What Hi-Fi (UK)

Moon 110LP v2


If you play records, no other electronic component in your system has as much impact on the sound as the humble phono stage. There aren’t many talented units around the £500 mark, so when we come across something as capable as Moon’s 110LP v2, it’s something to celebrate.

This is a neatly made aluminium box finished to the high standards we’ve come to expect from Moon. The curved front panel is beautifull­y machined and makes the 110LP v2 look classier than most of the competitio­n. This phono stage is a switchable unit, capable of handling both moving-coil and movingmagn­et cartridges.

Unlike most rivals, the Moon offers gain adjustment in four increments, starting from 40db and continuing through to 66db. This range should be enough to cope with every movingmagn­et design and all but the lowestoutp­ut moving-coil cartridges.

Simplicity and quietness

Otherwise, the 100LP v2 is as simple as most affordable phono stages usually are. There’s a single input and partnering stereo RCA output (to go to your main amplifier), a power port for the wall socket adaptor and a grounding post. That’s your lot. Provided care is taken with placement, by keeping it away from other mains-powered products and power cables, the 110LP v2 proves suitably quiet and hum-free too.

This is a fine-sounding unit, particular­ly with moving-magnet cartridges. It works well with Goldring’s 2400 mounted to our reference Technics SL-1000R record player, and we can’t see any reason why it wouldn’t work equally well with similarly capable Ortofons, Audio Technicas and Nagaokas.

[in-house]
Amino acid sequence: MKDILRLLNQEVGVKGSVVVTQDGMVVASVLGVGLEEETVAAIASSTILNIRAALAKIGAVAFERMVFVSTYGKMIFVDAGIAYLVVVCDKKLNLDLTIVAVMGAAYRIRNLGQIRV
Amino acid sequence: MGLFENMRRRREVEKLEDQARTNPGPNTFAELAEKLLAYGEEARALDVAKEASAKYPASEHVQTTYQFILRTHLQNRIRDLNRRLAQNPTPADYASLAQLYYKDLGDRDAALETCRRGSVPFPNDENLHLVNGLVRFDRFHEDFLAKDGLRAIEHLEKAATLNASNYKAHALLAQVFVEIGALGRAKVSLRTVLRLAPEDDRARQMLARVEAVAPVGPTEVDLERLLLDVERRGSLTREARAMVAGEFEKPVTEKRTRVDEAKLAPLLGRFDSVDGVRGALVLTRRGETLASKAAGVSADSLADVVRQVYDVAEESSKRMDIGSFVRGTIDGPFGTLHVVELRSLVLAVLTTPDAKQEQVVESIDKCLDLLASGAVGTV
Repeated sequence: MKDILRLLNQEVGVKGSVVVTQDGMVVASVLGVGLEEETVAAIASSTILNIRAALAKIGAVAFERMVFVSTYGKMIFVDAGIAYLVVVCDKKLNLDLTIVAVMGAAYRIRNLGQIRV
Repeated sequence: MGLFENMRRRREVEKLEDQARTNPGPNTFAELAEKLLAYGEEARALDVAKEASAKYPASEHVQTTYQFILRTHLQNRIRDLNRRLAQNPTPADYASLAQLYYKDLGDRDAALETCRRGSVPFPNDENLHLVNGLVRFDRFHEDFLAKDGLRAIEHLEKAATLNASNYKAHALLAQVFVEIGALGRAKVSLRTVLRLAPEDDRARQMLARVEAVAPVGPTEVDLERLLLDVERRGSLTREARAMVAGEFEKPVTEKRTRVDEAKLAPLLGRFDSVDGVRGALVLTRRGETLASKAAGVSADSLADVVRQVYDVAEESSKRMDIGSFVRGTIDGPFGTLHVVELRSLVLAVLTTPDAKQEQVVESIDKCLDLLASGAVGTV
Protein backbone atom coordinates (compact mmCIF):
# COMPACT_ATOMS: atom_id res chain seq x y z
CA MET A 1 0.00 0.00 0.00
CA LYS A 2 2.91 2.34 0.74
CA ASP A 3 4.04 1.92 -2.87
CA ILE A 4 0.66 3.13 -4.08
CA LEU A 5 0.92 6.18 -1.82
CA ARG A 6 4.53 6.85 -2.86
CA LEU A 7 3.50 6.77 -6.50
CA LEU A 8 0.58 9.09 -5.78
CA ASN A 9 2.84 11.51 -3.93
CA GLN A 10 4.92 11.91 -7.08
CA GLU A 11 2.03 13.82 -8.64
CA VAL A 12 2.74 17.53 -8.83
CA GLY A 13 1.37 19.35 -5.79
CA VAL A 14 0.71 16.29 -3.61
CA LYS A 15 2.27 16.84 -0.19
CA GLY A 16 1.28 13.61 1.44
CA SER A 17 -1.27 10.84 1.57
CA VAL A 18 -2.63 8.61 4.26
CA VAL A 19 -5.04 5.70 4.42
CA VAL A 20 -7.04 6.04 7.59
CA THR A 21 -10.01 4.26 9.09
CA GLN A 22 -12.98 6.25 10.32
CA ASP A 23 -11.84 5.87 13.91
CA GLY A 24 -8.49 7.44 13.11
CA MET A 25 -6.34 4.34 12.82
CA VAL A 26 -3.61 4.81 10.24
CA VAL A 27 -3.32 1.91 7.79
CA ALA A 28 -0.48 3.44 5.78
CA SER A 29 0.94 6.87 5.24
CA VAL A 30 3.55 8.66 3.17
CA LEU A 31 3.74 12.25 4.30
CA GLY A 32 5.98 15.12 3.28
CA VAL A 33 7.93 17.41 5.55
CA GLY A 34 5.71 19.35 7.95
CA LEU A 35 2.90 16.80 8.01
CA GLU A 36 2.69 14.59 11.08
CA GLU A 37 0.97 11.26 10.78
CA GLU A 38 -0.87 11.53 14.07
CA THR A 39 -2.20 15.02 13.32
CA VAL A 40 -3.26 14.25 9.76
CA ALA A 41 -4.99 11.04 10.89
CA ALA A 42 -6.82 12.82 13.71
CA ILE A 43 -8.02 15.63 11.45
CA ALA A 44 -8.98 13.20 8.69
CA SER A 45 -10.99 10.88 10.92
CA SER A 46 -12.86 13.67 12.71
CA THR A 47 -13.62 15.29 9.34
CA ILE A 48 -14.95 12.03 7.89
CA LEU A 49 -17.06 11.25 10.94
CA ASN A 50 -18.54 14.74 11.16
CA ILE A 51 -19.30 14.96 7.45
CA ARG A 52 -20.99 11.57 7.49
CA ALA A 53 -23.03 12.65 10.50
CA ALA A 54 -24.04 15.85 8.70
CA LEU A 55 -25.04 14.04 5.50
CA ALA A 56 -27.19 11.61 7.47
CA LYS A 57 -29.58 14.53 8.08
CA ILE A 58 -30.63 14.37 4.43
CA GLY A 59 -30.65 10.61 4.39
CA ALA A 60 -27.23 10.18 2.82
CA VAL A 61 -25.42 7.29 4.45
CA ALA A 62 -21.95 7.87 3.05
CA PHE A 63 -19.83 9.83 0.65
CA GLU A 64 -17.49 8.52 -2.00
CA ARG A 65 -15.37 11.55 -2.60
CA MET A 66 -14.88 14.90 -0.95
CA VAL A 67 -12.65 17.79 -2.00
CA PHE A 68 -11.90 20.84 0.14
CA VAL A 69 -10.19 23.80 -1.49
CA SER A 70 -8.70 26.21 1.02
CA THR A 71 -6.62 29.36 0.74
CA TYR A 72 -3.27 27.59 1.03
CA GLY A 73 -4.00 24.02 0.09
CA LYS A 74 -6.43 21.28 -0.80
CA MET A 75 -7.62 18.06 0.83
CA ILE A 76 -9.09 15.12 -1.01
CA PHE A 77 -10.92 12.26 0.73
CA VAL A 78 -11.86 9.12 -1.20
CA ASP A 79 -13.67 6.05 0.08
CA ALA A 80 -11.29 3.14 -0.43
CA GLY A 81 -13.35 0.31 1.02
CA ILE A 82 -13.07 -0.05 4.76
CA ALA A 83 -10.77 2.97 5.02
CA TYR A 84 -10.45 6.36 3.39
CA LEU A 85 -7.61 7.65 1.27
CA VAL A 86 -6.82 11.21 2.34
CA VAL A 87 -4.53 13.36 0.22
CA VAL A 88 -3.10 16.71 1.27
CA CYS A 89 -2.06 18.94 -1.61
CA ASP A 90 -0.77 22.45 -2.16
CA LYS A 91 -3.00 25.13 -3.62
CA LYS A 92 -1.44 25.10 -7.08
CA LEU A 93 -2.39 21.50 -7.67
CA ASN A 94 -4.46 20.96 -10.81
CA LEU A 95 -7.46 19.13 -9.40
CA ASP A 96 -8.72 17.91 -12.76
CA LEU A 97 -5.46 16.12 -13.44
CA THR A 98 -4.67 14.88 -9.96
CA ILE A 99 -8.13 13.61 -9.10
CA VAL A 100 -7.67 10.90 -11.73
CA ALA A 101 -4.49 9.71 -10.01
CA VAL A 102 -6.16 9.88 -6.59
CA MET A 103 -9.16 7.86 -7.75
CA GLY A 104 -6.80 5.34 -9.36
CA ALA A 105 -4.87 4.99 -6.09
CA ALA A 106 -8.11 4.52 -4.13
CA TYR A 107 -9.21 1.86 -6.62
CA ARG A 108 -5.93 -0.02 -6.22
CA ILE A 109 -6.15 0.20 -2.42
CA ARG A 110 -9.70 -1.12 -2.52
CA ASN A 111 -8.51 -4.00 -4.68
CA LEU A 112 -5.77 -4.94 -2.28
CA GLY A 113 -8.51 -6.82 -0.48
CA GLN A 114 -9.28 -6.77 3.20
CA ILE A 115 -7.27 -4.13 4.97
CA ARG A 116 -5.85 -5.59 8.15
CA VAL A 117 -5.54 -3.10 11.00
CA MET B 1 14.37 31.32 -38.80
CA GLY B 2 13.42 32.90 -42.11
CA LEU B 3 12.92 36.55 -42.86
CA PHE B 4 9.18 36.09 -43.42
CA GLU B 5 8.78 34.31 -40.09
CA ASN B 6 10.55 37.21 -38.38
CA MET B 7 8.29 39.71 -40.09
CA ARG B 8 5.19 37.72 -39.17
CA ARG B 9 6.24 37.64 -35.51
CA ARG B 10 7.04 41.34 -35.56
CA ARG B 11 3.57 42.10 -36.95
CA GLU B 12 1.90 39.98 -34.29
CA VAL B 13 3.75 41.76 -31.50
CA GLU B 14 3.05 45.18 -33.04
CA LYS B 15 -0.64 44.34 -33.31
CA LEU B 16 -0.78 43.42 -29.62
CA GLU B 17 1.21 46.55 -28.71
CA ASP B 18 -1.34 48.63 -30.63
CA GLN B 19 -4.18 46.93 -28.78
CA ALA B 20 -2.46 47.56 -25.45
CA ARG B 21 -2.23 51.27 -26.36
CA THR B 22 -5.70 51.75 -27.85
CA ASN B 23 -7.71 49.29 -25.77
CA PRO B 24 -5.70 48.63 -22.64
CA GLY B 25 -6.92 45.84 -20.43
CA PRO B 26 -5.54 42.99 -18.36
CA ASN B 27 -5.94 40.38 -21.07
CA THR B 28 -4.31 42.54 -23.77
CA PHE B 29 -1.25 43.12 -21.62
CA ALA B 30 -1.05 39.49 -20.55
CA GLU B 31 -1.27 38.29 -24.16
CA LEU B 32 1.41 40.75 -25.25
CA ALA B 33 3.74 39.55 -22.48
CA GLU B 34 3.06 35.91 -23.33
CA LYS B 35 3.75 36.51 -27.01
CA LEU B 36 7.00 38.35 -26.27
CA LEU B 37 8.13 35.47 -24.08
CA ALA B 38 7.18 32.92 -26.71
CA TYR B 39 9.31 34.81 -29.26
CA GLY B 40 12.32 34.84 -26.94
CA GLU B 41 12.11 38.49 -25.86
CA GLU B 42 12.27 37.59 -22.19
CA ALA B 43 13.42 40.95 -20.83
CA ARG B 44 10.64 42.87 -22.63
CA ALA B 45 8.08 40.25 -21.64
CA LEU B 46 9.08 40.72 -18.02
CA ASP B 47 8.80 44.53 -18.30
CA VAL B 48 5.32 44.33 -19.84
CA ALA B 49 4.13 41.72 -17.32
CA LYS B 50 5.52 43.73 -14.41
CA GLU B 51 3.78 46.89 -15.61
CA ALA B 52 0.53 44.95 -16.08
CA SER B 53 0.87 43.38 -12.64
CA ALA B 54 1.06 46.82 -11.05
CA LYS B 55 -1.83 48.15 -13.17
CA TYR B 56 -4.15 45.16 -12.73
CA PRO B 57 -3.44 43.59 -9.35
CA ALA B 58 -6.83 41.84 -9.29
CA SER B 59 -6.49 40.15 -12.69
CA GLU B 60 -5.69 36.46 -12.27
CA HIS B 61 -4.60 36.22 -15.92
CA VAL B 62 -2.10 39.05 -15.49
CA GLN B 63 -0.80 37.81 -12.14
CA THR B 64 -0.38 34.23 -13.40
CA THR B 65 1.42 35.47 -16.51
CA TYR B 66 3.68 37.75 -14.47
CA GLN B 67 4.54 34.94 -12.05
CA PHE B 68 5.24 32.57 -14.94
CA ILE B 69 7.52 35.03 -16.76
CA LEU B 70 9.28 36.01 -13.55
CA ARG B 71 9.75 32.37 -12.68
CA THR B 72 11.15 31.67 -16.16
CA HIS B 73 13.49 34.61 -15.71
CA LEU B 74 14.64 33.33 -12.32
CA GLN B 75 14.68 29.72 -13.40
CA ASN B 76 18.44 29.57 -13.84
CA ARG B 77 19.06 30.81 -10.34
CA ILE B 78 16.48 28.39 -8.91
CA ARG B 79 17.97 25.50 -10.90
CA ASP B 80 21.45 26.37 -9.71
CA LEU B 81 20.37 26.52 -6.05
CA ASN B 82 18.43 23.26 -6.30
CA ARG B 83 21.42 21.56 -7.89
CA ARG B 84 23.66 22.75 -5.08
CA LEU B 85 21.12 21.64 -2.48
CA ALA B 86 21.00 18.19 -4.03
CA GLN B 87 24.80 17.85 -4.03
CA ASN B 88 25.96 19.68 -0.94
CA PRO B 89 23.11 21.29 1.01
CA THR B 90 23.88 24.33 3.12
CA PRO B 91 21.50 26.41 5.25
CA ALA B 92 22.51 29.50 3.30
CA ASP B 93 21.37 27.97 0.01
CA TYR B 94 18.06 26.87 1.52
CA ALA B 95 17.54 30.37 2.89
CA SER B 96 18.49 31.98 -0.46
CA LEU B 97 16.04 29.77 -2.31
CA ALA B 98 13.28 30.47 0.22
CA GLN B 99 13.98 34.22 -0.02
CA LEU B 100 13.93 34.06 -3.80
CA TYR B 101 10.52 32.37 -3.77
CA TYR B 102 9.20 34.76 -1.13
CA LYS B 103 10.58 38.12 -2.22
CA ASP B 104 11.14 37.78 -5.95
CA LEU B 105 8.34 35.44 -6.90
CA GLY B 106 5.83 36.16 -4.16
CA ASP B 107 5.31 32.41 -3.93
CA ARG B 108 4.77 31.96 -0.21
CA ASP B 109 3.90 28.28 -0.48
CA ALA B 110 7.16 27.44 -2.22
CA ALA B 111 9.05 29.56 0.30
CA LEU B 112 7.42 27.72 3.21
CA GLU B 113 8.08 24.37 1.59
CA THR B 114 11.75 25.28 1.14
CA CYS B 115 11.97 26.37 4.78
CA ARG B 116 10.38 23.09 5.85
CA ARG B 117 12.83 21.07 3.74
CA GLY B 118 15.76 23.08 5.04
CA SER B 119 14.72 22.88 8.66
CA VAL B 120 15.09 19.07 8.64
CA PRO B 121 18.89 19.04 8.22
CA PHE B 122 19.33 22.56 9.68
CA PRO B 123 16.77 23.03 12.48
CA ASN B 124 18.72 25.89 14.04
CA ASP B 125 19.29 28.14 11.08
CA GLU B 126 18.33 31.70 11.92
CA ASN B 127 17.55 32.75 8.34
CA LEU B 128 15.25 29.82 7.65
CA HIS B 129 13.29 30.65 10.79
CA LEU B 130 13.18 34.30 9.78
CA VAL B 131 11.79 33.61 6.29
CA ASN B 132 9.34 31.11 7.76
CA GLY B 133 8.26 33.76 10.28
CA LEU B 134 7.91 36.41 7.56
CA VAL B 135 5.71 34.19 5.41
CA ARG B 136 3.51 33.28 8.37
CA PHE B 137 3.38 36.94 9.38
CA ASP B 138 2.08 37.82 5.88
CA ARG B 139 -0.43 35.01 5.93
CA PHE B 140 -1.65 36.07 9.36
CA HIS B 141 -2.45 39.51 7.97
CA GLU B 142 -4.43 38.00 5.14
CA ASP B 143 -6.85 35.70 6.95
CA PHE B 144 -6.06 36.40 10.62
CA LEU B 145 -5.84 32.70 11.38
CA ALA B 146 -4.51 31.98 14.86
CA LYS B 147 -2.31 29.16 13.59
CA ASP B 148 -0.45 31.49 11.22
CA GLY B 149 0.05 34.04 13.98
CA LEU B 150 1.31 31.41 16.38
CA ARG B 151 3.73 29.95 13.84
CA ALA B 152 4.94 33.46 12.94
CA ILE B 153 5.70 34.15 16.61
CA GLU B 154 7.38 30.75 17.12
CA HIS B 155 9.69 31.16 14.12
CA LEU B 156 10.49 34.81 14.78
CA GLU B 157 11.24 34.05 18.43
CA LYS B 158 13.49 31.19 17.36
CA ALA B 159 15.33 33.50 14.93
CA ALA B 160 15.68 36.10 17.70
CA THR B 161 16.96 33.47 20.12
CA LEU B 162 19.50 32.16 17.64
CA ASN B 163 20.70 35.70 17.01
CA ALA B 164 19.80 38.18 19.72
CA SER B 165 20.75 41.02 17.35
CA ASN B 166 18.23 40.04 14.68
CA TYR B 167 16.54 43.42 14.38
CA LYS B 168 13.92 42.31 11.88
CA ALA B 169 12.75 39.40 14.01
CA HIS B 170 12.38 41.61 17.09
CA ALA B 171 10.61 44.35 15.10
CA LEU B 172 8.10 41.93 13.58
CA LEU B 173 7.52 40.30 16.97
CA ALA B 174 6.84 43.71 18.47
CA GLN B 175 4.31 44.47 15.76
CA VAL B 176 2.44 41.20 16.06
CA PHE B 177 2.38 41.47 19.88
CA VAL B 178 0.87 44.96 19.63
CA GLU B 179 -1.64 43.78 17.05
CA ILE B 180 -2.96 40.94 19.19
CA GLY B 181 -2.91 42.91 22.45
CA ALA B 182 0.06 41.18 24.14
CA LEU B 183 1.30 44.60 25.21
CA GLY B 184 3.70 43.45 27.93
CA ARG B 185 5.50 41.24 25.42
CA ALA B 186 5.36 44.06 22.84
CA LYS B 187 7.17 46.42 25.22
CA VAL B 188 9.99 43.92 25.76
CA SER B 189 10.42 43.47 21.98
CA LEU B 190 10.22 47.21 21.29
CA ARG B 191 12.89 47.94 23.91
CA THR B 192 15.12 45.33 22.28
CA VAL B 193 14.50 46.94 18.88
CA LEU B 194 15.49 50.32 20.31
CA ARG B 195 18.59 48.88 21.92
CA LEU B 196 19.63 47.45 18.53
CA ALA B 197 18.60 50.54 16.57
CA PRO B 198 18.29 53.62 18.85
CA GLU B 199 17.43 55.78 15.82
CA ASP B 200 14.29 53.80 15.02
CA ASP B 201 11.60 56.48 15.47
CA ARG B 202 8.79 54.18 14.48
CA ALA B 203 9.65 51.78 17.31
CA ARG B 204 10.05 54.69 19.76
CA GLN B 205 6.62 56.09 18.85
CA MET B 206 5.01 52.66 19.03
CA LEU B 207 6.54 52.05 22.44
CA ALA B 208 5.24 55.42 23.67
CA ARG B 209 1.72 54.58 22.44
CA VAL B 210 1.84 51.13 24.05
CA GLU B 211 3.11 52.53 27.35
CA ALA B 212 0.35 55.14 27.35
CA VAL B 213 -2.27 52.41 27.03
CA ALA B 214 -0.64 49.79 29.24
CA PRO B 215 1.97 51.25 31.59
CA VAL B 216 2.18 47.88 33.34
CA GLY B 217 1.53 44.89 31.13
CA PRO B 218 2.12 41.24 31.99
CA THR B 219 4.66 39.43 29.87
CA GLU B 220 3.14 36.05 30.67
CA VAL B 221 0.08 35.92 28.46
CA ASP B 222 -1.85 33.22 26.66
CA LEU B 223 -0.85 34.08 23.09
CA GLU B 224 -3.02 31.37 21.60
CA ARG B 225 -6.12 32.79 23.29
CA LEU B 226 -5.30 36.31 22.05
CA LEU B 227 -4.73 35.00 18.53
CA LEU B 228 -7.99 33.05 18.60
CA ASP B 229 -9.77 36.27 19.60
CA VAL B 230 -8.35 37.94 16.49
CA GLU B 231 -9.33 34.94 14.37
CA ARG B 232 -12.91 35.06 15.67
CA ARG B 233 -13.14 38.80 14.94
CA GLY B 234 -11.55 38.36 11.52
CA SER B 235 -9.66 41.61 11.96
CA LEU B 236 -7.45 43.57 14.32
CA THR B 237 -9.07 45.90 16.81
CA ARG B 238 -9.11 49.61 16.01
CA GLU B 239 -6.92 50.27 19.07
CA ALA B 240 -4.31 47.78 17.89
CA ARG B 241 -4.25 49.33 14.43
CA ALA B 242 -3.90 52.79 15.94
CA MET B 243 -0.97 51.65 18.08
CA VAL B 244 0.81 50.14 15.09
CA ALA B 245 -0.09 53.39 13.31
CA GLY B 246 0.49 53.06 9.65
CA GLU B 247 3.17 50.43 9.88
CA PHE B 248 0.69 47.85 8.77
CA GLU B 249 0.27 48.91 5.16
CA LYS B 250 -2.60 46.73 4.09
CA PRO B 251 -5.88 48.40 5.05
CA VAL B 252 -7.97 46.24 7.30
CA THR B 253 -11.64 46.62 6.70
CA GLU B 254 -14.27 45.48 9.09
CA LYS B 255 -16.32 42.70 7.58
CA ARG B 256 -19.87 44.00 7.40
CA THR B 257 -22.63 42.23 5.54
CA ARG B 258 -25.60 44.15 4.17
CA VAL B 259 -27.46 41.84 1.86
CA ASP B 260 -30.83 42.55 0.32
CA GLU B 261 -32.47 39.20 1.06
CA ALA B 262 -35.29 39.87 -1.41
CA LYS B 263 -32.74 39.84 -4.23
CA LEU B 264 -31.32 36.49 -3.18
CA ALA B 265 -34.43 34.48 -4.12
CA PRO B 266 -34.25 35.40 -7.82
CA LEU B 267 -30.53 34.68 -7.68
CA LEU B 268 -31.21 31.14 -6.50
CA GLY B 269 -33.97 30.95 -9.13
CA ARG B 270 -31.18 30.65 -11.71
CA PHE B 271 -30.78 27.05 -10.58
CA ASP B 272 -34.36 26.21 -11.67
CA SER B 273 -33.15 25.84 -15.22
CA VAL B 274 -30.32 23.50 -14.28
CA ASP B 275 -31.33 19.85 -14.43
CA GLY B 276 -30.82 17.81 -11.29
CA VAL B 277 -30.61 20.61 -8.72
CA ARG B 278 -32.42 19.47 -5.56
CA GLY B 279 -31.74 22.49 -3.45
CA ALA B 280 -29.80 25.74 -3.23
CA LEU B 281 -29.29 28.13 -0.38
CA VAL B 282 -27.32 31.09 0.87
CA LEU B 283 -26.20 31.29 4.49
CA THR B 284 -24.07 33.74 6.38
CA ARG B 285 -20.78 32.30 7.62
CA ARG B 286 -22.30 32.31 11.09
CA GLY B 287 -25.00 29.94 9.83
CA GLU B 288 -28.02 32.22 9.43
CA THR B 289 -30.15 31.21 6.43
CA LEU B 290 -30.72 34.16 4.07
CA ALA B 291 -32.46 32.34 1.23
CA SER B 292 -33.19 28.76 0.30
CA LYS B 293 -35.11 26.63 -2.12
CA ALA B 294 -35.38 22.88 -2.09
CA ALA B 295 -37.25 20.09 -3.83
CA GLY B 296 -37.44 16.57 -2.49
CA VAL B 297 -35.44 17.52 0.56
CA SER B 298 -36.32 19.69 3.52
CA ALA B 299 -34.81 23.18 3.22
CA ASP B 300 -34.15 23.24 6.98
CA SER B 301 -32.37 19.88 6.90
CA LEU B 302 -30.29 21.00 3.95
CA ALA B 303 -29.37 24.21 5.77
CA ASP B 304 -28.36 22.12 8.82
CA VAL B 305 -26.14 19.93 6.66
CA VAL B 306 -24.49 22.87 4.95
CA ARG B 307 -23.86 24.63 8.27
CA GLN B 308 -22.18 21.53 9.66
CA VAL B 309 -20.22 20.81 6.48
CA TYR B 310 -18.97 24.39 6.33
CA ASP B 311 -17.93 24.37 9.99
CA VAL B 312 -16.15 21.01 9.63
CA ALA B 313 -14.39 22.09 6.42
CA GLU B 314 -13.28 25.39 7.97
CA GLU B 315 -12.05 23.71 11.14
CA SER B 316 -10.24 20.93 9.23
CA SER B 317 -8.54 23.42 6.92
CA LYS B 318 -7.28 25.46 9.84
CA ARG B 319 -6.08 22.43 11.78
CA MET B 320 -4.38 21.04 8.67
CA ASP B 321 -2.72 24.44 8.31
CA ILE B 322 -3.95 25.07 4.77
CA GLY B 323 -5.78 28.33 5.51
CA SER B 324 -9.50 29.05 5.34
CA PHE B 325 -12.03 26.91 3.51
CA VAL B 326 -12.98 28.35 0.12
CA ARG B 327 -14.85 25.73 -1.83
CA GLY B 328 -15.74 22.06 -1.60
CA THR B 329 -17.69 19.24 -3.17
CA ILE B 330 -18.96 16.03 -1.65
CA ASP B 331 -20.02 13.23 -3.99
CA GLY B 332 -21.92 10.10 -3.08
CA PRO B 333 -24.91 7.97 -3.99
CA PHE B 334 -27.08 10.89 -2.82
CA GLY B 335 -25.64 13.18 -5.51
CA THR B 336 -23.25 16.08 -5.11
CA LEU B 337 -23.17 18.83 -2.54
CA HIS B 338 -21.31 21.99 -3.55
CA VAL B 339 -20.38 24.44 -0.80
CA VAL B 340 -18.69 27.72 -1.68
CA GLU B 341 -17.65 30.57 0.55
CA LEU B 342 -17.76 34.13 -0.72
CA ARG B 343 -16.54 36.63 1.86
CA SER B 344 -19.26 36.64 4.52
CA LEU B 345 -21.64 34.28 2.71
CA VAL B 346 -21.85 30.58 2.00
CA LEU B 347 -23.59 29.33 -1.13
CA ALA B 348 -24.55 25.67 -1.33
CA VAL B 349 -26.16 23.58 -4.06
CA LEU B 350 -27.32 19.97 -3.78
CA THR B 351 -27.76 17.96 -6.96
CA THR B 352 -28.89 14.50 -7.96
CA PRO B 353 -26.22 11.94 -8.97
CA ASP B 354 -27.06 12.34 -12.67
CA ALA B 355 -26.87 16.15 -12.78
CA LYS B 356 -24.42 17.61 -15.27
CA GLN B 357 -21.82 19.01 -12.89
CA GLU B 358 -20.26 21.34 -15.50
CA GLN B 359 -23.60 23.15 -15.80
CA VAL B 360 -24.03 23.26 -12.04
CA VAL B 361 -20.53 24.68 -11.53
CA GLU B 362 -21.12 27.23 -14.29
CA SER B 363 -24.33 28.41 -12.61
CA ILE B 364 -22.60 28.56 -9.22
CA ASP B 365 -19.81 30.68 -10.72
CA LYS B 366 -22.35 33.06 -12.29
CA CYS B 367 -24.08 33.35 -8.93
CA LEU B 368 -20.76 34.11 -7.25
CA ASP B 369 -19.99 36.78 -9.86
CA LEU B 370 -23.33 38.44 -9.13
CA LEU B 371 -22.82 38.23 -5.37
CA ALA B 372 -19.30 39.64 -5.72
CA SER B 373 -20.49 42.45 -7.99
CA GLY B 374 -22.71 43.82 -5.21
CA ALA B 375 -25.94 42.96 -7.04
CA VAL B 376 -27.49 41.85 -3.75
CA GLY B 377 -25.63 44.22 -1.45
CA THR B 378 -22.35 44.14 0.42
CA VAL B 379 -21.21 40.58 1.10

The rest of the system is our usual Burmester 088/911 Mk3 amplifier and ATC SCM50 speaker combinatio­n to really put a spotlight on the Moon’s performanc­e. We also give Cambridge Audio’s CXA81 integrated amplifier a go to see how this little phono stage delivers into more modest amplificat­ion.

A signature sound

This phono stage has the classic Moon sonic signature. Its sound is smooth, fluid and refined but has enough in the way of drive and punch to satisfy. We start with Beethoven’s Fifth Symphony and the 110LP v2 delivers an impressive­ly spacious and expansive performanc­e. Nothing sounds cluttered or confused and it’s easy to follow individual instrument­al strands.

The stereo imaging is accomplish­ed and remains stable even when the music becomes demanding. Overall, insight levels are good, though this isn’t a product that goes out of its way to highlight detail.

Each piece of informatio­n is presented in an unforced and subtle manner, meaning that in a short demo it would be easy to conclude that more forwardsou­nding rivals were more revealing. Give it a longer listen though, and it becomes clear that the Moon is right up there with the best at the price when it comes to resolution.

This unit has an undemandin­g nature, which makes it easy to listen to over long sessions. The Mm-only Graham Slee Gram Amp 2 Communicat­or with PSU 1 optional power supply (£365) pulls ahead when it comes to dynamic punch and rhythmic drive, but the Moon counters with greater refinement and sweeter tonality. The choice comes down to taste and partnering system, rather than a difference in absolute ability. We move to Catch A Fire by Bob Marley and the Wailers, and the 110LP v2 responds with a lovely, flowing presentati­on that’s rhythmical­ly surefooted. While the lowest notes are a touch rounded, there’s enough in the way of agility and articulati­on to make that something simply to note rather than a notable shortcomin­g.

As with most phono stages at this level, the Moon’s performanc­e with moving-coil cartridges is less impressive. There’s not much to complain about when it comes to noise levels or gain, but when we swap the Goldring MM cartridge for an Ortofon Quintet Blue MC, we note that large-scale dynamics sound a touch restrained and bass becomes softer. Still, you’d have to spend half as much again to get a stage that does much better. The Moon 110LP v2 remains one of the best of its kind at this level – better built than most and musically very satisfying. If you’re in the market for a quality affordable phono stage, listen to this one.

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 ??  ?? The high build quality is reflected in the connection­s
The high build quality is reflected in the connection­s

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